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Why Am I Not Eligible for Both GI Bill Benefits?

Author Ron Kness is no longer in the service.

Q: I enlisted in January 2001 and spent three years in the Army, in which time I fulfilled my obligation to receive MGIB benefits. I then ETS’ed, and re-enlisted in September 2004, and am still active duty, fulfilling my obligation to receive Post 9/11 GI Bill benefits. Shouldn’t I be entitled to both sets of benefits? Not to be argumentative, but someone who enlisted for Loan repayment program in their first enlistment would be eligible for post 9/11 benefits in the same situation. Thank you.

A: You are eligible for both sets of benefits, just not the full set under both programs. Under the VA’s Rule of 48, you can use up your 36 months of Montgomery GI Bill (MGIB) and switch to the Post 9/11 GI Bill and get another 12 months of education entitlements.

Or you can switch to the Post 9/11 GI Bill right away with all your MGIB entitlements intact and use up your 36 months of Post 9/11 GI Bill entitlements, but not get the additional 12 months. If you take this route, you get your MGIB $1,200 contribution back with your last housing allowance payment.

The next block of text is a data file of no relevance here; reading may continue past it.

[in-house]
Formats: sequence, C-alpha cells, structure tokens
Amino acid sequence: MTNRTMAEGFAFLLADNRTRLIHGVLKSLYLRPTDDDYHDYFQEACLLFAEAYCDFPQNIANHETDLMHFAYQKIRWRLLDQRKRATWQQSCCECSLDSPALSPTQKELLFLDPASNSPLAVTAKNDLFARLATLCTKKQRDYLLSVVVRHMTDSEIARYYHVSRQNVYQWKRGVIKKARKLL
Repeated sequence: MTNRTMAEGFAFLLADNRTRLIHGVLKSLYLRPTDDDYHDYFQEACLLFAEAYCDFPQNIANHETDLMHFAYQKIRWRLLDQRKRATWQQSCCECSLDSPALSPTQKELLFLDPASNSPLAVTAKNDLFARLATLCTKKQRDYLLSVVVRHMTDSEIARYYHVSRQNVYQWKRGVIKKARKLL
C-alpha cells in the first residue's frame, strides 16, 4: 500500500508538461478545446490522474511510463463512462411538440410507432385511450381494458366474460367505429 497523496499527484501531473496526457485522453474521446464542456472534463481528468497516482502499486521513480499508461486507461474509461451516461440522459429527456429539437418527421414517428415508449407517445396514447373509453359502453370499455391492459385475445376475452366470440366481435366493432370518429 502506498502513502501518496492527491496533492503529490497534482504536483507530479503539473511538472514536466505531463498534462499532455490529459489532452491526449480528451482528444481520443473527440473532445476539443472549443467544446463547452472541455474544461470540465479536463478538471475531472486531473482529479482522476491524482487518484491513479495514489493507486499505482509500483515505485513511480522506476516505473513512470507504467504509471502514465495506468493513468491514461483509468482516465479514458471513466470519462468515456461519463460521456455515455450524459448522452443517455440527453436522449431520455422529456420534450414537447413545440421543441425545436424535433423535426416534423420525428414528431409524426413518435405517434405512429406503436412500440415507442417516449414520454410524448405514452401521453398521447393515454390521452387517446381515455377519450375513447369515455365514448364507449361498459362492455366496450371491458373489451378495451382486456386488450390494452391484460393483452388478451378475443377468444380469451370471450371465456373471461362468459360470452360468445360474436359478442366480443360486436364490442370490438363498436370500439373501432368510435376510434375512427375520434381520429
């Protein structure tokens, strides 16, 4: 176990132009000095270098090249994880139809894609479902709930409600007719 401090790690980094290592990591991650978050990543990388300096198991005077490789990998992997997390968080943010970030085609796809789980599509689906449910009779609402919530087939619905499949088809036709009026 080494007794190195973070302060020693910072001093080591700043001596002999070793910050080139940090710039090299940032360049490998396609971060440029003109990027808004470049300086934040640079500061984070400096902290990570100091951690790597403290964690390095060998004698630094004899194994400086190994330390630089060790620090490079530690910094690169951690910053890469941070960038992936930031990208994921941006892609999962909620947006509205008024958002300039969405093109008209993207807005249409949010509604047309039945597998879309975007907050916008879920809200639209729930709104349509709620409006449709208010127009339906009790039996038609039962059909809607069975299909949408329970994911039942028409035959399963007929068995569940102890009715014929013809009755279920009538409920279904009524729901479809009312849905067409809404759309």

What you can’t do is use your 36 months of MGIB and then turn around and use another 36 months of Post 9/11 GI Bill. Why? Because that is the way Congress wrote the GI Bill rules.

And you’re are right. For a six-year enlistment, you could get both the Student Loan Repayment Program and the GI Bill, but that is a different situation, with different programs and a different set of rules. When you are talking about being eligible for and using two or more GI Bills, then the Rule of 48 kicks in.

Is it fair? I don’t know, however, I do know the Post 9/11 GI Bill is one of the most generous GI Bills ever offered to our Nation’s military servicemembers and veterans. And with it transferability, it is also one of the most flexible in that it can be used by spouses and dependent children.

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